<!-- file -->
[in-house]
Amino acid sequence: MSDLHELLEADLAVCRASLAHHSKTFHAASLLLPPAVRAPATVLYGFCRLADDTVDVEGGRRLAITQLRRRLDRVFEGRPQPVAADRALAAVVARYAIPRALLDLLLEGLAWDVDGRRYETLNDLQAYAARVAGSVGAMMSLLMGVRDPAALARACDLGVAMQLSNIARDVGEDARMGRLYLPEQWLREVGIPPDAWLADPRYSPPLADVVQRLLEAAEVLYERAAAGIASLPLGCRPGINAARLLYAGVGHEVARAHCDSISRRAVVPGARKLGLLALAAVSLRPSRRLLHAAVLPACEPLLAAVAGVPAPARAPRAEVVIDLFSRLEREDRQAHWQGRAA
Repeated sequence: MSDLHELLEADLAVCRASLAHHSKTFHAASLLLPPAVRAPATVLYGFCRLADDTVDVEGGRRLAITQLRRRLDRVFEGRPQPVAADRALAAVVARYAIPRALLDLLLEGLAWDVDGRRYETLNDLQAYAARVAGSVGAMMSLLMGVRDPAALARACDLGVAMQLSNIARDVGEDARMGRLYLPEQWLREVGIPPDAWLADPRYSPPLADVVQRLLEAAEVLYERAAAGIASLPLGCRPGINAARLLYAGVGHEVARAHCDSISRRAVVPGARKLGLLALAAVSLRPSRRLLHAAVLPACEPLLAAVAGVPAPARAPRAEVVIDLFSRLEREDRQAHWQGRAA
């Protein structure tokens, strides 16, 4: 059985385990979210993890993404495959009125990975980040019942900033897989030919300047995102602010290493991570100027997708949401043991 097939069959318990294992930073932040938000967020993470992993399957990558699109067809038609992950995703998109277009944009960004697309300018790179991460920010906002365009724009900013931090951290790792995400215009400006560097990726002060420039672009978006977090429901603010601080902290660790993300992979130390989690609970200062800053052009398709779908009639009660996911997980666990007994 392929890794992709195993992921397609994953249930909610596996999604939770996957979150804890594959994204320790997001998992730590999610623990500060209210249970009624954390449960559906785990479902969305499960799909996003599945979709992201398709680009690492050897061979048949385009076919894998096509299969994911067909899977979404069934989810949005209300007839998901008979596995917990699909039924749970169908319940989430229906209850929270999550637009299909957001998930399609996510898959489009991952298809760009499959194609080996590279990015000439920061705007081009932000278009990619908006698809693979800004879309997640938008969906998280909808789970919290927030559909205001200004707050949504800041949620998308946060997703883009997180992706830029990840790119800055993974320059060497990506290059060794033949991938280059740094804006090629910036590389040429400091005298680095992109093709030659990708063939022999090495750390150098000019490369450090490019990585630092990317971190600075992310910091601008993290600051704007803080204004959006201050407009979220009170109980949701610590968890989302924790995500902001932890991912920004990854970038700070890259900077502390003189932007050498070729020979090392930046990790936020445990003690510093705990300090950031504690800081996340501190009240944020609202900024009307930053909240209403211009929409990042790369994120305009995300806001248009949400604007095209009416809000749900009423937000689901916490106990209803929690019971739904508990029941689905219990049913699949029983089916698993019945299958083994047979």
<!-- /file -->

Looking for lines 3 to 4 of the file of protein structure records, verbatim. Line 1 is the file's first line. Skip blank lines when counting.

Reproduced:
Repeated sequence: MSDLHELLEADLAVCRASLAHHSKTFHAASLLLPPAVRAPATVLYGFCRLADDTVDVEGGRRLAITQLRRRLDRVFEGRPQPVAADRALAAVVARYAIPRALLDLLLEGLAWDVDGRRYETLNDLQAYAARVAGSVGAMMSLLMGVRDPAALARACDLGVAMQLSNIARDVGEDARMGRLYLPEQWLREVGIPPDAWLADPRYSPPLADVVQRLLEAAEVLYERAAAGIASLPLGCRPGINAARLLYAGVGHEVARAHCDSISRRAVVPGARKLGLLALAAVSLRPSRRLLHAAVLPACEPLLAAVAGVPAPARAPRAEVVIDLFSRLEREDRQAHWQGRAA
């Protein structure tokens, strides 16, 4: 059985385990979210993890993404495959009125990975980040019942900033897989030919300047995102602010290493991570100027997708949401043991 097939069959318990294992930073932040938000967020993470992993399957990558699109067809038609992950995703998109277009944009960004697309300018790179991460920010906002365009724009900013931090951290790792995400215009400006560097990726002060420039672009978006977090429901603010601080902290660790993300992979130390989690609970200062800053052009398709779908009639009660996911997980666990007994 392929890794992709195993992921397609994953249930909610596996999604939770996957979150804890594959994204320790997001998992730590999610623990500060209210249970009624954390449960559906785990479902969305499960799909996003599945979709992201398709680009690492050897061979048949385009076919894998096509299969994911067909899977979404069934989810949005209300007839998901008979596995917990699909039924749970169908319940989430229906209850929270999550637009299909957001998930399609996510898959489009991952298809760009499959194609080996590279990015000439920061705007081009932000278009990619908006698809693979800004879309997640938008969906998280909808789970919290927030559909205001200004707050949504800041949620998308946060997703883009997180992706830029990840790119800055993974320059060497990506290059060794033949991938280059740094804006090629910036590389040429400091005298680095992109093709030659990708063939022999090495750390150098000019490369450090490019990585630092990317971190600075992310910091601008993290600051704007803080204004959006201050407009979220009170109980949701610590968890989302924790995500902001932890991912920004990854970038700070890259900077502390003189932007050498070729020979090392930046990790936020445990003690510093705990300090950031504690800081996340501190009240944020609202900024009307930053909240209403211009929409990042790369994120305009995300806001248009949400604007095209009416809000749900009423937000689901916490106990209803929690019971739904508990029941689905219990049913699949029983089916698993019945299958083994047979």